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The Wednesday AccrualNet Post (2.13.13): Tips for Video Development

Last Updated: Feb 13, 2013

So you want to do a video about a specific clinical trial or about the clinical trials process?  My colleague, James Alexander, who is head of NCI's Multicultural Media Outreach group offers a few excellent suggestions below.

- Annette Galassi, RN, MA, OCN, AccrualNet Team Member

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Think about this: Have you ever left home for a quick trip to the grocery store with just $20 in your wallet? In your mind, you just want to pick up a loaf of bread, a gallon of milk and maybe a package of cookies or chips for a snack.  Visions of a quick trip and just a few items while ending up at the Express Checkout counter (“15 items or less”) can quickly morph into a situation where your arms are filled with several bags of things you did not intend to get: pizza, ice cream, eggs, butter, shrimp, and at the end of it all, you also have a busted budget. Without a plan and a strategy for achieving your goals to reach your intended audience, the process of planning and shooting a video can be like the haphazard shopping experience described.

While that shopping story may be humorous, in the video production world it would be disastrous. When creating a video it is important to be as efficient as possible to get the best product. The first order of business is to know and establish your budget. What in-house resources do you have? How solid are they?  ? How much can you afford to fund your project? Once you know what you are working with in terms of your budget, you will know whether you’re looking at a remake of Star Wars or a colorized version of Voyage to Mars. There is a difference!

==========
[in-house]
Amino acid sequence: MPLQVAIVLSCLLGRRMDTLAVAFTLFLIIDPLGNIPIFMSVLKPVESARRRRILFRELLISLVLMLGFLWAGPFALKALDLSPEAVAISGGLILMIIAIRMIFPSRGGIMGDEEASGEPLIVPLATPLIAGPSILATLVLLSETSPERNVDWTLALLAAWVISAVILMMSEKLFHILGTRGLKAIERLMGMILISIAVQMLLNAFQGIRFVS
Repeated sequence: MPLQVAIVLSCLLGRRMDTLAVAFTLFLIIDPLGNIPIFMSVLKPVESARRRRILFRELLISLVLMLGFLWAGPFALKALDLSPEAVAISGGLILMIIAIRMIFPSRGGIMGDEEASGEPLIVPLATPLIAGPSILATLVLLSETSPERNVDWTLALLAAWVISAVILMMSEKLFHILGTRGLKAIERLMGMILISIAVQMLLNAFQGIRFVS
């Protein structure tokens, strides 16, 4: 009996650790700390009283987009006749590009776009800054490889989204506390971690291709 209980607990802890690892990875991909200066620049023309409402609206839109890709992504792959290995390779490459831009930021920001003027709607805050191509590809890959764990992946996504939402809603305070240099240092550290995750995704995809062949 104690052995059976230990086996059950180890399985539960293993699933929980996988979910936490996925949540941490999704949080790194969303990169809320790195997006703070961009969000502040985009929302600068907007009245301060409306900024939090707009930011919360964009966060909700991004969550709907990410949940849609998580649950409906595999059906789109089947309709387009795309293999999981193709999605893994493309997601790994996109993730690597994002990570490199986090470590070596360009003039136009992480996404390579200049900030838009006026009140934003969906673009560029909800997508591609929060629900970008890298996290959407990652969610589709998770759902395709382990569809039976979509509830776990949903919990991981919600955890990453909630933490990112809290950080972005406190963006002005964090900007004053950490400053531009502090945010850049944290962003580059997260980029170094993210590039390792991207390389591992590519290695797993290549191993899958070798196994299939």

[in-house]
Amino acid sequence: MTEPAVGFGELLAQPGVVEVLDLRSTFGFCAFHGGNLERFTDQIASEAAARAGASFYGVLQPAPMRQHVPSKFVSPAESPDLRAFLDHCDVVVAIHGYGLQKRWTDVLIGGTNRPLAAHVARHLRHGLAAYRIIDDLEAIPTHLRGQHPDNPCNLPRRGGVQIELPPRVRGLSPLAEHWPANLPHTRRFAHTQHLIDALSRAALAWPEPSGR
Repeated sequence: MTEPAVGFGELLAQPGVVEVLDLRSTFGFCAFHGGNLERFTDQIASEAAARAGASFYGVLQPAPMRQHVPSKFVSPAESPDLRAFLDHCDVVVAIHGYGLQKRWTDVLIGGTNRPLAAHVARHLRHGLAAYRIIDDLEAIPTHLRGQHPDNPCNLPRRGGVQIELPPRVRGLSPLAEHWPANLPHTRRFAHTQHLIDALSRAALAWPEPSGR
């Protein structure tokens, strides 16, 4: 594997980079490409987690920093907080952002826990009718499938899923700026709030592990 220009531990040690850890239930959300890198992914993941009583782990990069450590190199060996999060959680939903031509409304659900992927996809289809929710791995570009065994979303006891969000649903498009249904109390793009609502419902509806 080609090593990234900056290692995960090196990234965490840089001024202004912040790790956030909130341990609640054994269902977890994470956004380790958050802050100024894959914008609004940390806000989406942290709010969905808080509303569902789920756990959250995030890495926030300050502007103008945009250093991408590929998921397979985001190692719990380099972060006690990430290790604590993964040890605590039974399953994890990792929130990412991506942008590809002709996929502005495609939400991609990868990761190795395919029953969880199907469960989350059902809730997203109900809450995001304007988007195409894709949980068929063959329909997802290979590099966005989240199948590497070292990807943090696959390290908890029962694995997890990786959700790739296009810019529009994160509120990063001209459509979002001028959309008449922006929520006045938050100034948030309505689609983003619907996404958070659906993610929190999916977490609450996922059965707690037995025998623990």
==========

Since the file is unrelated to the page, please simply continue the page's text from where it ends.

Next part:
Secondly, thoroughly analyze your audience. Who will see this? What will be their reaction? What stimuli does my audience positively react to and what turns them off? How long will they pay attention? What do I need, if anything, to illustrate my message and information? Not all stories require a picture, but it’s always a good practice to consider possible material that could be used for “b-roll” (background roll) to dress up your video and take away the monotony of a person looking into a camera talking. Knowing the audience will help the budget discussions. Some audiences may need a “short and sweet” treatment with no “bells and whistles” to get your message across. Other viewers may require a more involved production that is anchored by a script and accompanied by some sophisticated graphics to help illustrate the information. For example, creating a video for a scientific audience has a totally different set of considerations compared to a video for the general public, even on the same topic. An audience analysis can also determine whether you need a written script or a Q&A or some other format, as well as the length of the video.

Third, who should be the messenger? Picking the right person (or persons) to speak to your audience is critical. Once you know the audience you can make intelligent decisions about who will be on-camera in your video and more specifically what they should say. It should be someone who relates well to the intended audience. It’s all about credibility.

When you have these three elements nailed down (budget, audience, spokesperson), you can move to the next phase of your planning process, which is developing the actual story-- visualizing and “storyboarding” the video.  And it is important when you get to this next phase – a highly detailed level of planning – to lay out every single idea and “want” on your wish list about what elements you would like to see in the video. This is the time to discuss everything that comes to mind that might be included: the use of graphics and to what extent; any photos, video clips and animations that might work as “b-roll”; voice-overs that might be needed,.  What about a TelePrompter, will you need one? This is also the time to discuss where the video will be hosted.  Is it going on a social media site? A traditional web site? Will it be hosted or embedded? Also, what level of accesibility should be considered for this audience such as closed captioning? It may not seem like it, but all of this figures into planning and executing the actual video shoot.

The post-production process where the video is edited and finalized is often the toughest aspect. This is the stage where “surprises” can be costly and can seriously impact quality control. Planning – the more, the better -- is the difference between great, good and just passable. The bottom line is this: plan, plan and plan again. The more planning you do BEFORE the video camera goes on, the smoother your final project will be.

- James Alexander

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